Increased pilus production conferred by a naturally occurring mutation alters host-pathogen interaction in favor of carriage in Streptococcus pyogenes


Anthony R. Flores, Randall J. Olsen, Concepcion Cantu, Kyler B. Pallister, Fermin E. Guerra, Jovanka M. Voyich, James M. Musser


Infection and Immunity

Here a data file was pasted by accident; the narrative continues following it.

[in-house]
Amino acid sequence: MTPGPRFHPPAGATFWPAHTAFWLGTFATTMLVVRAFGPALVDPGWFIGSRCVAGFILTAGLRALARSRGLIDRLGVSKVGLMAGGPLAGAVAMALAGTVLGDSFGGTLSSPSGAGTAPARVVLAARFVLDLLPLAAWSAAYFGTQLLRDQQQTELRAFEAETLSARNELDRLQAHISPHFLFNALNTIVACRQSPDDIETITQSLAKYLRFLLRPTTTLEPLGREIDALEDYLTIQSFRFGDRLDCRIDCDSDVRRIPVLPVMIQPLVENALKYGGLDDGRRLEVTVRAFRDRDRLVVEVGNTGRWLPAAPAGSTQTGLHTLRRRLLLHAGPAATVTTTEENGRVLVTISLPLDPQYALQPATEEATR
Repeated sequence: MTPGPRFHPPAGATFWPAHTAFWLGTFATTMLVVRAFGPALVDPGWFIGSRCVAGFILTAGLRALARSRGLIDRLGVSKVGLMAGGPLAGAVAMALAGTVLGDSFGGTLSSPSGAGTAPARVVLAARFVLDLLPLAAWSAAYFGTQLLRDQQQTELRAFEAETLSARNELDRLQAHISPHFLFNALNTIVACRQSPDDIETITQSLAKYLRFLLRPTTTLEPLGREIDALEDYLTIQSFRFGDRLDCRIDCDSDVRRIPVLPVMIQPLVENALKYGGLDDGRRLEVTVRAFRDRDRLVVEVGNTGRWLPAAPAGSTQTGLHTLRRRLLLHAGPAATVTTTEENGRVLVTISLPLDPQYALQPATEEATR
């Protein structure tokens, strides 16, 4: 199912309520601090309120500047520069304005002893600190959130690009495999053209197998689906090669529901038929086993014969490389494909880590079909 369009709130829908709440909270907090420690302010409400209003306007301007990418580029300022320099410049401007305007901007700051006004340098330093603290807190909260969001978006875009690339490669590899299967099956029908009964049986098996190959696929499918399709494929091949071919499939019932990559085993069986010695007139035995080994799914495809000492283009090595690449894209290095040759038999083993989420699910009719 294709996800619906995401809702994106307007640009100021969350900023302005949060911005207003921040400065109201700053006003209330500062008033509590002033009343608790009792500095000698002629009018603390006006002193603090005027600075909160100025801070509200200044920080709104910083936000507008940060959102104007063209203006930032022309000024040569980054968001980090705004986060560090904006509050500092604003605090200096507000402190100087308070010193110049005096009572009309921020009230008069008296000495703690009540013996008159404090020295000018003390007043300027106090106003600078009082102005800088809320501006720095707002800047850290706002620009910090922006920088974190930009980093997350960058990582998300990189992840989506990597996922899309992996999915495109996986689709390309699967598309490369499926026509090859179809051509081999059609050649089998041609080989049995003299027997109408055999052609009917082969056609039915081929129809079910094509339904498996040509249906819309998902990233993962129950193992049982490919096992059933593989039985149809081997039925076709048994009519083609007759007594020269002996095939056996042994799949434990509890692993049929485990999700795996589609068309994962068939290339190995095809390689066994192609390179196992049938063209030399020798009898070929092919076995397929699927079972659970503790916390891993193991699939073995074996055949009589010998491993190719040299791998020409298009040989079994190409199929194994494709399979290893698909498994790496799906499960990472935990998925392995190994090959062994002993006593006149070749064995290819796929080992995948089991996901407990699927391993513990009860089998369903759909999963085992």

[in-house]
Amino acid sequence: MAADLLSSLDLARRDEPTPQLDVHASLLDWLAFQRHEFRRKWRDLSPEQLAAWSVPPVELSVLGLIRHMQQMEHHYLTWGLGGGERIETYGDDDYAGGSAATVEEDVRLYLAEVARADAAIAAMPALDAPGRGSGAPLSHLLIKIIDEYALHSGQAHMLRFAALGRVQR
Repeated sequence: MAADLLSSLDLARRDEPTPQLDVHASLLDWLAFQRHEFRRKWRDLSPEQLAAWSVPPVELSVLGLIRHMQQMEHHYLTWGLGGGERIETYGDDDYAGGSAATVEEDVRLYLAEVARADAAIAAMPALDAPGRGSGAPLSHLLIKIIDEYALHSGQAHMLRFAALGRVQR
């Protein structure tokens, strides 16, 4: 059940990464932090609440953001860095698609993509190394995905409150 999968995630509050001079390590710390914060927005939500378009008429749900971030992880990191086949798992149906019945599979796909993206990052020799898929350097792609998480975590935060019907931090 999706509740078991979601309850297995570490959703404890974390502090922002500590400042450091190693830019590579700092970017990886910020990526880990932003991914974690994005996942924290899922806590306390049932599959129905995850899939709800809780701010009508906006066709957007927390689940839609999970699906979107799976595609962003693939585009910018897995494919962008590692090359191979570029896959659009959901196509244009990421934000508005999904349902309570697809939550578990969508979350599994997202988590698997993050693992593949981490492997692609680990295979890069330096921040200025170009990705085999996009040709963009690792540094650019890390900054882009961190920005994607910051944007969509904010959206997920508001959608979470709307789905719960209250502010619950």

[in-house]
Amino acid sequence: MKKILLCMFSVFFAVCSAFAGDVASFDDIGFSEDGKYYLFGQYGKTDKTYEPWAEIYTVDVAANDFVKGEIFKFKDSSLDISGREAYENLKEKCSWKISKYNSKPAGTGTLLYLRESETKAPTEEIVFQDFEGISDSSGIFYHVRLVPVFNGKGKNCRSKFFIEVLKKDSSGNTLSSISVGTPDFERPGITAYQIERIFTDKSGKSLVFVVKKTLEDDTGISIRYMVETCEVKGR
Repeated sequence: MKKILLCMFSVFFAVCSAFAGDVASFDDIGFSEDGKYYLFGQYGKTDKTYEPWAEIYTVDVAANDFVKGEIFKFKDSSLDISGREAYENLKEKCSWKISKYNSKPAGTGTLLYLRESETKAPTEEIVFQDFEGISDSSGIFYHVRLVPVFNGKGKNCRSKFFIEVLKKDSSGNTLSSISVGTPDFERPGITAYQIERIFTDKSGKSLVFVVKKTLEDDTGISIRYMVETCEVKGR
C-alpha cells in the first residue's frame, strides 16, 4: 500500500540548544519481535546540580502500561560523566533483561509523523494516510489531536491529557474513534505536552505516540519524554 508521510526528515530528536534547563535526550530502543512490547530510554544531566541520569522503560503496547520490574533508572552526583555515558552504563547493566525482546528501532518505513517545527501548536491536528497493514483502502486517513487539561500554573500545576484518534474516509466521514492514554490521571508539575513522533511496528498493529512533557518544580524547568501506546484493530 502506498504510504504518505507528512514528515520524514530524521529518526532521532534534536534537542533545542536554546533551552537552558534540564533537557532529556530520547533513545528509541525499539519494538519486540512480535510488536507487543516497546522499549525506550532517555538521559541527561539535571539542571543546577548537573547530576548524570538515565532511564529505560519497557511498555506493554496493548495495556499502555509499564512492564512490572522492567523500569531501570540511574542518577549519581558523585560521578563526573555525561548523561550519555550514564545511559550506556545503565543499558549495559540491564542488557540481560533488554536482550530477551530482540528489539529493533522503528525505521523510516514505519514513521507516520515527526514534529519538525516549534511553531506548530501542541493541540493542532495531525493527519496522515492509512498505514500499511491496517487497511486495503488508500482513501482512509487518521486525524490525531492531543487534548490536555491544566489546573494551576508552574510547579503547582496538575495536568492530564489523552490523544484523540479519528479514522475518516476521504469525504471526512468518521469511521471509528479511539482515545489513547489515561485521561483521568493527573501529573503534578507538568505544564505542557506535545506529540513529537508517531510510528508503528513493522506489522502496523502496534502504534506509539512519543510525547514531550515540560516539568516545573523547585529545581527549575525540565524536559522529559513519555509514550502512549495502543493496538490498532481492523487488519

Studies of the human pathogen group A Streptococcus (GAS) define the carrier phenotype as increased ability to adhere to and persist on epithelial surfaces and decreased ability to cause disease. We tested the hypothesis that a single amino acid change (Arg135Gly) in a highly conserved sensor kinase (LiaS) of a poorly defined GAS regulatory system contributes to a carrier phenotype through increased pilus production. When introduced into an emm serotype-matched invasive strain, the carrier allele (liaSR135G) recapitulated a carrier phenotype defined by increased ability to adhere to mucosal surfaces and decreased ability to cause disease. Gene transcript analyses revealed that the liaS mutation significantly altered transcription of the genes encoding pilus when in the presence of bacitracin. Elimination of pilus production in the isogenic carrier mutant decreased ability to colonize the mouse nasopharynx, adhere to and be internalized by cultured human epithelial cells, and restored a virulence phenotype in a mouse model of necrotizing fasciitis. We also observed significantly reduced survival of the isogenic carrier mutant compared to the parental invasive strain after exposure to human neutrophils. Elimination of pilus in the isogenic carrier mutant increased neutrophil survival to the parental invasive strain level. Together, our data demonstrate that the carrier mutation (liaSR135G) affects pilus expression. Our data suggest new mechanisms of pilus gene regulation in GAS and differs from the enhanced invasiveness associated with increased pilus production in other bacterial pathogens.



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